It sidled over to her bog-girted hut, little by little, and it was nearly three days before it reached her doorstep. When she opened the tin door, the sea-hare’s ears bobbled as if in greeting, and in answer, she scooped it up in her palm, caressed it with one starved finger. It rippled soundlessly, much like a slug. She felt a gentle sucking, like a starfish when it sticks to your skin. When she pulled away, her index finger was marked with a red grid of nine tiny pricks, squares all, as if the sea-hare was trying to slurp up blood through her membranes.
Maybe I love it, she thought, without knowing quite what that meant. She just knew that the sea-hare smelled vaguely of gunpowder, and that on days when her rifle burst and the gunpowder smell hit her just right, the sun was always shining.
Hannele took the creature inside and set it on her bed. If coral was made out of gelatin, instead of ossified polyps, and shocked with neon light? That’s what this sea-hare looked like. And she could tell, from the way its ears pricked this way and that, that it was hungry.
She foraged for moss, for twigs, for sedges and cattails, but the sea-hare wasn’t interested. Probably, she deduced, it was missing salts, seawater rabbit that it was. So she hiked out farther and cut off scraps from the bodies of the deserters that still remained there, in parts: thigh-meat, and shin-meat, torso, globes of buttock, snippets of scapula.
The sea-hare lapped up everything greedily.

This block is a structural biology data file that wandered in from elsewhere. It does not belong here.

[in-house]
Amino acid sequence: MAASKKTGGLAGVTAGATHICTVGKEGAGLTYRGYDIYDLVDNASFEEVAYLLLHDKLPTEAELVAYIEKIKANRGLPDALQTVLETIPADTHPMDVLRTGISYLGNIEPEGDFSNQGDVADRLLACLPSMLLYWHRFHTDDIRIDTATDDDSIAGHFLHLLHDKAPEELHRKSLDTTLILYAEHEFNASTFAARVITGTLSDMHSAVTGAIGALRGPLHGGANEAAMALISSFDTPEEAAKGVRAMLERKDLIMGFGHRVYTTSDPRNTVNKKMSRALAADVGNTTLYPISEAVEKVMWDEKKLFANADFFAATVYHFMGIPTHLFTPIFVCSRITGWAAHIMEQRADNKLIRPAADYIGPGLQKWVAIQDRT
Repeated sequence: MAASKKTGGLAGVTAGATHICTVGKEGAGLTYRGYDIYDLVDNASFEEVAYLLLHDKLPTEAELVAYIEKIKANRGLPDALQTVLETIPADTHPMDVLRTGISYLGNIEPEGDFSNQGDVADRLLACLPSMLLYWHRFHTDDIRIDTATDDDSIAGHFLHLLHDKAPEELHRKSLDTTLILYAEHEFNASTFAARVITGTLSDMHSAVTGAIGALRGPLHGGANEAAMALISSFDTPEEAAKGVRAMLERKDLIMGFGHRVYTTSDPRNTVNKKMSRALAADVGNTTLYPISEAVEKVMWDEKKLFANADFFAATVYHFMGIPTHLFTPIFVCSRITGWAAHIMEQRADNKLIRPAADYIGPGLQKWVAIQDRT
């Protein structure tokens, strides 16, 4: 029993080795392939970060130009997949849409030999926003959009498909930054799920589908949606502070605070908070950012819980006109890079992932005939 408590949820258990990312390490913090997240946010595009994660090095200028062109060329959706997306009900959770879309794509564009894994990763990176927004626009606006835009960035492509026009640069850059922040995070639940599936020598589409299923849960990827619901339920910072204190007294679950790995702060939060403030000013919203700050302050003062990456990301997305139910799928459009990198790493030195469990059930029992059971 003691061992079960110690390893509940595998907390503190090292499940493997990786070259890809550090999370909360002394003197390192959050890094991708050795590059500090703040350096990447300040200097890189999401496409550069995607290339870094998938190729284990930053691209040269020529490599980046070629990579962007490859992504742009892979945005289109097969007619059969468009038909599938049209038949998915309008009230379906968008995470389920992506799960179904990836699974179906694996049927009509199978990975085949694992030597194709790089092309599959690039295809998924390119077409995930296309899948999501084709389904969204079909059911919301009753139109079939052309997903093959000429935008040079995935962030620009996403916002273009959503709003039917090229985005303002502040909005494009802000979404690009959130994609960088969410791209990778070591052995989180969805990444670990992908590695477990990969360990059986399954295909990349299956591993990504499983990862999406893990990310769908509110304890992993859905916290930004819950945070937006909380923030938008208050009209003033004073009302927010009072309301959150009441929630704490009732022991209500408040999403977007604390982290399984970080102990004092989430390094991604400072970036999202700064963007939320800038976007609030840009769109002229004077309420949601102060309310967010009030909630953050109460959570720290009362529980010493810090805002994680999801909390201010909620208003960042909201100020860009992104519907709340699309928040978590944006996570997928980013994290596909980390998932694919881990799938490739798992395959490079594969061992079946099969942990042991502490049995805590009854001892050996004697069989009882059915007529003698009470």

And every time it ate, something about the creature changed. It wobbled and molded its shape. When it ate a cheek, it turned blood-pink, and veiny; when it devoured a tendon, it lengthened, hardened. Each new piece seemed to give it a new identity. It grew in bursts, so before long it seemed the size of an infant, then a child, then a man. And the more it ate, the more it took on the likeness of a deserter. Or, rather, like a jigsaw of many deserters where each piece is from a different puzzle. At one point, it was caught halfway in between sea-hare and deserter, so that it struggled to keep shape, lengthening along its tibia, hardening the curves of its skull, while the rest of it bobbed up and down on her bed like a bowl of meat jelly.
Fingers, noses, and ears were harder to find, as they were delicacies among the foxes. She had to wait a week before she shot a man with the biggest ears she ever saw. He was missing a thumb, though, so it was another day before she found that last digit, too. The sea-hare-thing gobbled them all up.
Before too long, it was almost indistinguishable from a man, with arms, legs, chest–except its upper lip rippled whenever it got wet, and each time it stood up, it stood not arboreal like a man, but mucilaginous like a bowl of stiff custard, as if it were just waiting for permission to fall down.
And the sea-deserter-hare gaped open-mouthed at Hannele from her bed, hardly moving except for its wet, gelatinous eyes. Wheezes, half-damp and gasping, puttered out from its pores.